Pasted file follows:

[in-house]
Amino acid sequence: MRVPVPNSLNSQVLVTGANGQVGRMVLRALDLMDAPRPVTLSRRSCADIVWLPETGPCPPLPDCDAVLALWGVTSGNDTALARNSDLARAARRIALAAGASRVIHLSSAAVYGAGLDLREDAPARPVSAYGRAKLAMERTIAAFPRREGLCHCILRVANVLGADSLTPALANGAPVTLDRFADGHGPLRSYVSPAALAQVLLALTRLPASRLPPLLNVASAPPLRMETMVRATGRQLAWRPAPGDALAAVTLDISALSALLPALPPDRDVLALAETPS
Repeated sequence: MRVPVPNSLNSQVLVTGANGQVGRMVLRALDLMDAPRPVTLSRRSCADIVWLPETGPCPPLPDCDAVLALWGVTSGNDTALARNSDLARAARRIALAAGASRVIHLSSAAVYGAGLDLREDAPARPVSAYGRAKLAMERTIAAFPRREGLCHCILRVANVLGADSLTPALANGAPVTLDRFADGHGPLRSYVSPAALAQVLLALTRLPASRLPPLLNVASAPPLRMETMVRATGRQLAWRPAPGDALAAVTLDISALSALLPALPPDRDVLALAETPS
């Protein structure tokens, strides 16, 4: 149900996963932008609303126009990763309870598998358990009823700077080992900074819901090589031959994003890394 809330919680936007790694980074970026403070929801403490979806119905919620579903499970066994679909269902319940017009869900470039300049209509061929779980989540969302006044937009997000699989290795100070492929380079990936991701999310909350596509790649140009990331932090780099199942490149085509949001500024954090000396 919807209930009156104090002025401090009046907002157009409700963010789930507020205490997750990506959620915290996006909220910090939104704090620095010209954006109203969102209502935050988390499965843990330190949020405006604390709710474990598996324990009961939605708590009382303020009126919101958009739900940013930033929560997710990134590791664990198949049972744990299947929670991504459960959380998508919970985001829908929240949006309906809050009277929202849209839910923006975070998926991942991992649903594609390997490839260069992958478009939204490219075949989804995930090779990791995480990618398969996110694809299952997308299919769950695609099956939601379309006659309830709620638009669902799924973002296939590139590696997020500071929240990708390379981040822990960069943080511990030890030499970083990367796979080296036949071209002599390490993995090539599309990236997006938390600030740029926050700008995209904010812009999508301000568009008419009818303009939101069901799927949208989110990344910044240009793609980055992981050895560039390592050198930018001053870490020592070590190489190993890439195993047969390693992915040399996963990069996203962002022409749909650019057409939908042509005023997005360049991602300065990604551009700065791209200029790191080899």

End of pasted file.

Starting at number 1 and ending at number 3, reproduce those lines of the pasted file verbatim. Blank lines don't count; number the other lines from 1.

[in-house]
Amino acid sequence: MRVPVPNSLNSQVLVTGANGQVGRMVLRALDLMDAPRPVTLSRRSCADIVWLPETGPCPPLPDCDAVLALWGVTSGNDTALARNSDLARAARRIALAAGASRVIHLSSAAVYGAGLDLREDAPARPVSAYGRAKLAMERTIAAFPRREGLCHCILRVANVLGADSLTPALANGAPVTLDRFADGHGPLRSYVSPAALAQVLLALTRLPASRLPPLLNVASAPPLRMETMVRATGRQLAWRPAPGDALAAVTLDISALSALLPALPPDRDVLALAETPS
Repeated sequence: MRVPVPNSLNSQVLVTGANGQVGRMVLRALDLMDAPRPVTLSRRSCADIVWLPETGPCPPLPDCDAVLALWGVTSGNDTALARNSDLARAARRIALAAGASRVIHLSSAAVYGAGLDLREDAPARPVSAYGRAKLAMERTIAAFPRREGLCHCILRVANVLGADSLTPALANGAPVTLDRFADGHGPLRSYVSPAALAQVLLALTRLPASRLPPLLNVASAPPLRMETMVRATGRQLAWRPAPGDALAAVTLDISALSALLPALPPDRDVLALAETPS